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Oscar Levant The Fabled Pianist’s Complete Recordings

Oscar Levant The Fabled Pianist’s Complete Recordings

At the height of his popularity, Oscar Levant was the highest-paid concert artist in America. He outdrew Horowitz and Rubinstein, with whom he shared the distinction – rare among classical pianists – of a star on the Hollywood Walk of Fame. He performed under conductors including Arturo Toscanini, Sir Thomas Beecham, Dimitri Mitropoulos, Fritz Reiner and Eugene Ormandy, and was the definitive interpreter of his friend George Gershwin. Levant’s 1945 recording of Rhapsody in Blue with Ormandy and the Philadelphia Orchestra topped the Billboard classical chart and remained one of Columbia Records’ best-selling albums for a decade. That classic interpretation and all his other recordings for the label, spanning the years 1941 to 1958, have now been collected in a new Sony Classical 8-disc box set. The vast majority of them are appearing for the first time ever on CD, in a 10″ x 10″ fully illustrated 124-page hardcover book with an essay by “the Ambassador of the Great American Songbook”, singer and Gershwin/Levant scholar Michael Feinstein. The book contains previously unseen photographs and images of facsimile documents and covers by Alex Steinweiss from Feinstein’s personal collection as well as documents from the Columbia/Sony Music Archives. The edition sees the first ever release of Levant’s own composition Blue Plate Special, which only exists in his 1947 recording and would otherwise have been lost forever. It reflects his compositional style and musical eccentricity at its best. The other world premiere is Levant’s recording of Bach’s Partita No. 1, the only example of him playing Bach. According to his daughter Lorna, the Partita was a piece Levant loved and played often at home.

Levant’s Columbia recordings, on which his fame as a pianist has always been based, began with Gershwin, as they do in this new Sony complete collection. From 1942 there are the Concerto in F with André Kostelanetz conducting the New York Philharmonic along with the Three Preludes. Writing about these performances, Gramophone perfectly captured the essence of their supremacy over all subsequent recordings of the works: “This is how to play Gershwin. It’s a tour de force … Levant is an essential link with Gershwin’s world where everything flows with a joyful ease and playful spontaneity.” That applies as well to the 1945 Rhapsody in Blue with Ormandy, which is also here, of course, together with the famous 1949 recordings of the Second Rhapsody and “I Got Rhythm” Variations with Morton Gould and his Orchestra.

But there’s much more than Gershwin in this 8-CD Oscar Levant set. Dating from 1947, his Tchaikovsky Piano Concerto is “both commanding and seriously playful, Levant never sublimating the work’s more skittish aspects. He and Ormandy work well together and the Philadelphia Orchestra provides its accustomed lavish tonal lustre”, while their Grieg Concerto “is rather more personalised in terms of phrasing and rubati” (MusicWeb International). In Khachaturian’s Piano Concerto from 1950 with Mitropoulos and the New York Philharmonic, “Levant’s digital brilliance is complemented by some very lustrous orchestral sonorities” (Gramophone). In Anton Rubinstein’s Fourth Concerto from 1952, again with Mitropoulos in New York, Levant “plays with romantic richness and vibrant excitement whether in the lovely slow movement or the dynamic finale” (MusicWeb International).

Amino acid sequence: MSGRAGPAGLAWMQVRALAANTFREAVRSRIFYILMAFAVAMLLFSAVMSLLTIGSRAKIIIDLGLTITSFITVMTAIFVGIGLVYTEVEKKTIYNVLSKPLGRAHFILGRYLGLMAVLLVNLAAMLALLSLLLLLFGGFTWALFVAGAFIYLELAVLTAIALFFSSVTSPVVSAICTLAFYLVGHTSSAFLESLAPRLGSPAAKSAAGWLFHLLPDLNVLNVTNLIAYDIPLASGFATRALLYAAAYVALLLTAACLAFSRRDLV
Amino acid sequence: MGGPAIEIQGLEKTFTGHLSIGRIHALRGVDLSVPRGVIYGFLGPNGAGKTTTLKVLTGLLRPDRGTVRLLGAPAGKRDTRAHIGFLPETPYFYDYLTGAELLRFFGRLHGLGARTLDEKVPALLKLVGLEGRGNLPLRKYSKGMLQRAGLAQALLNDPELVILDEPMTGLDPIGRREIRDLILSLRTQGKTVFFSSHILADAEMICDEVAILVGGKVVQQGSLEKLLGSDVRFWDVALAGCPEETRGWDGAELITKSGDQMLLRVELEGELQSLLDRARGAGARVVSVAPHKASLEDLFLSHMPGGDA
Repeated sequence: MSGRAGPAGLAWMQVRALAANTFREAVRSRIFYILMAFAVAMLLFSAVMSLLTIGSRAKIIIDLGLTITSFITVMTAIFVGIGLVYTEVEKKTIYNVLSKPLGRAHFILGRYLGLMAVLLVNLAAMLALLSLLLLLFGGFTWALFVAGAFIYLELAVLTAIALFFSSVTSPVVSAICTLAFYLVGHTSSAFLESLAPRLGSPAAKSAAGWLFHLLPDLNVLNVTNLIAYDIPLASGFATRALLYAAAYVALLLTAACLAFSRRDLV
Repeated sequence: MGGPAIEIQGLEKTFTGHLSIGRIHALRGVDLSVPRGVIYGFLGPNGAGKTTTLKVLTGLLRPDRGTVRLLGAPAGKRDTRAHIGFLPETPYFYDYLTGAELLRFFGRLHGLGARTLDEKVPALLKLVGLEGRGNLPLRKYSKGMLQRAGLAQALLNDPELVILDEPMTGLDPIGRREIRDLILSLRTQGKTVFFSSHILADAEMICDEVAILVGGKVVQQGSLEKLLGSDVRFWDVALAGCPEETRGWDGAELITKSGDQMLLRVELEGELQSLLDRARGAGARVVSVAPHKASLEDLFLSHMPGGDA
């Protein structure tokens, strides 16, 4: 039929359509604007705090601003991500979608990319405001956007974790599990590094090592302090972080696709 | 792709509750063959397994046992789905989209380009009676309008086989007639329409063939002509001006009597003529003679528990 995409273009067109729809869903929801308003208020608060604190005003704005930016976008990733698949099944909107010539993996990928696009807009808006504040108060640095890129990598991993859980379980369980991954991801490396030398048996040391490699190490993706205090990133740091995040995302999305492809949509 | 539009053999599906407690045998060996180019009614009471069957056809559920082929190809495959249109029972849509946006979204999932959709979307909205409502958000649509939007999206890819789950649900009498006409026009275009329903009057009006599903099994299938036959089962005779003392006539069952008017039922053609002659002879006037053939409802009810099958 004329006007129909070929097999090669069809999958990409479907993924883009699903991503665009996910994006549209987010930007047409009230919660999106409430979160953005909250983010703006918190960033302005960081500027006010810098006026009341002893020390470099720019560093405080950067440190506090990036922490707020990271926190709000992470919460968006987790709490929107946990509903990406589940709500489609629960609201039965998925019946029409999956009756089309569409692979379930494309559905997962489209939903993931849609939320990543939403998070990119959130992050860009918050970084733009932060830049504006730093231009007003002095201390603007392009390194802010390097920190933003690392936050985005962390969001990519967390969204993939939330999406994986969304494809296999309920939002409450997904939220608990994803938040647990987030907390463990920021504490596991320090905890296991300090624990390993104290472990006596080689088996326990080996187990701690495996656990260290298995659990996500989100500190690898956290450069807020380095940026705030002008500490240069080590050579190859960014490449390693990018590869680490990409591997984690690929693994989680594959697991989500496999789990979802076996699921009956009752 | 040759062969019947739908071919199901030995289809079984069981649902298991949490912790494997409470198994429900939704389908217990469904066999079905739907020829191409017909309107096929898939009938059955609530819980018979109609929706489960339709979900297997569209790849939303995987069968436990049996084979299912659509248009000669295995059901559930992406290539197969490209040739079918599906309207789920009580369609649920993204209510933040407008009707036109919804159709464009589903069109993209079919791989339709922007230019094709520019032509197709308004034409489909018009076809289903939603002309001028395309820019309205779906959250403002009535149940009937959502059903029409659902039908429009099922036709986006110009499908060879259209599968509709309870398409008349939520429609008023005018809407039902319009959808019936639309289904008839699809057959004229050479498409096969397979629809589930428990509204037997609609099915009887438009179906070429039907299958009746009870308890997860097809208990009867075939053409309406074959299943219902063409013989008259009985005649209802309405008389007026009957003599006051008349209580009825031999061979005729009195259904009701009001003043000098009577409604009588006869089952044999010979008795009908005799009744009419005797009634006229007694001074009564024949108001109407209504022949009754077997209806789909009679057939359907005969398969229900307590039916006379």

Among the other CD premieres are Levant’s 1949 recording of Honegger’s charming Concertino with Reiner conducting the Columbia Symphony Orchestra as well as many solo performances from the 1940s and 50s of pieces by Beethoven (including the “Moonlight” Sonata), Chopin, Liszt, Brahms, Debussy, Ravel, Rachmaninoff and Copland (selections from the ballet Billy the Kid, arranged for piano by Lukas Foss). There is also a track of Levant playing his own music, a jazzy, almost manic little piece called Blue Plate Special, recorded in 1947.

Another rarity is taken from Warners’ 1946 movie Humoresque, one of the few films centered around classical music. Franz Waxman received an Oscar nomination for his original score and arrangements. The young violinist hero is portrayed by John Garfield, his wealthy older lover by Joan Crawford, his confidant and pianist by Oscar Levant, and his violin playing by Isaac Stern. The movie climaxes with one of the glories of 40s cinematic kitsch. As she listens to the strains of Wagner’s Liebestod being played by the Garfield character on the radio, the distraught Crawford character drowns herself in the Pacific. On the soundtrack, it is Stern and Levant who are revelling in Waxman’s irresistibly schmaltzy Wagner arrangement for violin, piano and orchestra. No Oscar Levant set would be complete without it.

“In some situations I was difficult, in odd moments impossible, in rare moments loathsome, but at my best unapproachably great.” Music lovers now have an unprecedented opportunity to judge Oscar Levant’s self-adulating, self-abasing appraisal for themselves.

Oscar Levant on Jack Paar

Born in Pittsburgh in 1906 to Russian-Jewish immigrant parents, Oscar Levant left high school at the age of 15 to study in New York with the Paderewski disciple Sigismund Stojowski, paying for his lessons by playing in dance bands and roadhouses. In 1927 he made the first recording of Rhapsody in Blue after Gershwin’s own – in a 15-minute session with no rehearsal. It became a nationwide hit. In 1930, he got to know Gershwin and his brother Ira. Two years later – at Gershwin’s request – he made his solo piano debut playing the Concerto in F in New York’s Lewisohn Stadium before a capacity audience of 17,000. Around the same time, he and the composer played a two-piano arrangement of the Second Rhapsody for Toscanini. After Gershwin’s tragic death in 1937 at the age of 38, he played the Concerto in F at his memorial concert in the Hollywood Bowl.